ILNews

Justices take 1 case, deny 7

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The Indiana Supreme Court took a post-conviction case Aug. 13 and sent it back to the Court of Appeals for consideration.

In April, the Court of Appeals dismissed Alex Fernando Carrillo’s appeal with prejudice. The Supreme Court took the case and, on the same day, ordered the COA judges to address the merits of Carrillo’s case. The docket notes that the appeal was dismissed before briefs were filed, so Carrillo has until Sept. 21 to file his brief, unless otherwise ordered.

The justices also denied seven cases last week, including Barbara (Rosario) Bessolo v. William I. Rosario, 29A02-1108-DR-789, in which the COA affirmed the finding that Barbara Bessolo was in contempt for not dismissing a protective order against her ex-husband as required by their dissolution decree.

 

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  1. I need an experienced attorney to handle a breach of contract matter. Kindly respond for more details. Graham Young

  2. I thought the slurs were the least grave aspects of her misconduct, since they had nothing to do with her being on the bench. Why then do I suspect they were the focus? I find this a troubling trend. At least she was allowed to keep her law license.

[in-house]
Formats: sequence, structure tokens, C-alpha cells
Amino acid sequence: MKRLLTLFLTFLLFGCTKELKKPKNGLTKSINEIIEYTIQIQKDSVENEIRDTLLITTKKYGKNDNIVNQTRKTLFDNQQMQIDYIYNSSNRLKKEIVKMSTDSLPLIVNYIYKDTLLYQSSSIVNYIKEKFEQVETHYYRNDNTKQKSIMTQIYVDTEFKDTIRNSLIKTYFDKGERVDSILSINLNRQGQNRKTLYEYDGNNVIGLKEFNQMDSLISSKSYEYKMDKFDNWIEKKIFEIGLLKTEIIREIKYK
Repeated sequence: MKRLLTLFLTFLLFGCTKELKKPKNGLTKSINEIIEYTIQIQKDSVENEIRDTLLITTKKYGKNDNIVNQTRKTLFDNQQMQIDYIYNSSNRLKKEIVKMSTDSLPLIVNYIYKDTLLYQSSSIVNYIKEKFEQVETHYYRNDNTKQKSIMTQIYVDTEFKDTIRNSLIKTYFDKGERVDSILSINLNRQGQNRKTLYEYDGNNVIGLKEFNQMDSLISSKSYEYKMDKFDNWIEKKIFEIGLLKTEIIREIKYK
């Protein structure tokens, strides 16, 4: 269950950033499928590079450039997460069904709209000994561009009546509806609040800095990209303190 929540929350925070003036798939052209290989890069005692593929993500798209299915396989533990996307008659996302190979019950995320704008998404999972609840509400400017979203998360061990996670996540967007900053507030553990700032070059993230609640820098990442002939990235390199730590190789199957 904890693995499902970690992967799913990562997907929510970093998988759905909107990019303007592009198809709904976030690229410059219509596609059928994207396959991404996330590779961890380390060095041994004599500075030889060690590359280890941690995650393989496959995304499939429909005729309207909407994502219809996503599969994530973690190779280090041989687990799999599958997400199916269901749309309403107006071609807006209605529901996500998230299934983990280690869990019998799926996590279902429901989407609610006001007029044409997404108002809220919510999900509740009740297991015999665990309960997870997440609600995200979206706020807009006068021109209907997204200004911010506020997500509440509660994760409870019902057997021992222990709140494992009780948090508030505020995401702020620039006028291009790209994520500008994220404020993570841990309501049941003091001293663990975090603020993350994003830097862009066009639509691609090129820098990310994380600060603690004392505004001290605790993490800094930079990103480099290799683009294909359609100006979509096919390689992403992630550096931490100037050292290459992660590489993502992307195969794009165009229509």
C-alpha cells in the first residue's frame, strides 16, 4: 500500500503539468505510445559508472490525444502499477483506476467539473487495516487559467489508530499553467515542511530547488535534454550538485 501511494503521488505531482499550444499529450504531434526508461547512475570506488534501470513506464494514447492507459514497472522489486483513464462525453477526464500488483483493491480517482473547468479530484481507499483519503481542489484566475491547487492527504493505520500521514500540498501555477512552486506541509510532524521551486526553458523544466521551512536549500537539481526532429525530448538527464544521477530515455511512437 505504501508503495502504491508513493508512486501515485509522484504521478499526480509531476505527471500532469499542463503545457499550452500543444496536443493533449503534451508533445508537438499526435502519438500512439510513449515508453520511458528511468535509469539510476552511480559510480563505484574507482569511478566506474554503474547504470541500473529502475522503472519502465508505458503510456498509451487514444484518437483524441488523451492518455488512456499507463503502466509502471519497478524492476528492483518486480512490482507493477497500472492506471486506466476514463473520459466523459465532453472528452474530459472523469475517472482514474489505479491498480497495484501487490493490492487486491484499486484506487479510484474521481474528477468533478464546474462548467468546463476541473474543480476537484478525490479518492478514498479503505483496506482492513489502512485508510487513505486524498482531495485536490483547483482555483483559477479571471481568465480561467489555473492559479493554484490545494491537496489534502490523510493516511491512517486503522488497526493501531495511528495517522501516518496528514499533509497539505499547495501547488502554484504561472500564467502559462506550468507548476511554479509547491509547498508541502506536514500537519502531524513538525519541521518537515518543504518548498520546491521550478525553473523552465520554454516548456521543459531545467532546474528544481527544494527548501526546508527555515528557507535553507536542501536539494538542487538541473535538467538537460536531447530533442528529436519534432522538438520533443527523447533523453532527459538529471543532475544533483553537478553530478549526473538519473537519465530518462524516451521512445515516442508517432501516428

3. Section 6 of Article I of the Indiana Constitution is pretty clear and unequivocal: "Section 6. No money shall be drawn from the treasury for the benefit of any religious or theological institution."

  4. Video pen? Nice work, "JW"! Let this be a lesson and a caution to all disgruntled ex-spouses (or soon-to-be ex-spouses) . . . you may think that altercation is going to get you some satisfaction . . . it will not.

  5. First comment on this thread is a fitting final comment on this thread, as that the MCBA never answered Duncan's fine question, and now even Eric Holder agrees that the MCBA was in material error as to the facts: "I don't get it" from Duncan December 1, 2014 5:10 PM "The Grand Jury met for 25 days and heard 70 hours of testimony according to this article and they made a decision that no crime occurred. On what basis does the MCBA conclude that their decision was "unjust"? What special knowledge or evidence does the MCBA have that the Grand Jury hearing this matter was unaware of? The system that we as lawyers are sworn to uphold made a decision that there was insufficient proof that officer committed a crime. How can any of us say we know better what was right than the jury that actually heard all of the the evidence in this case."

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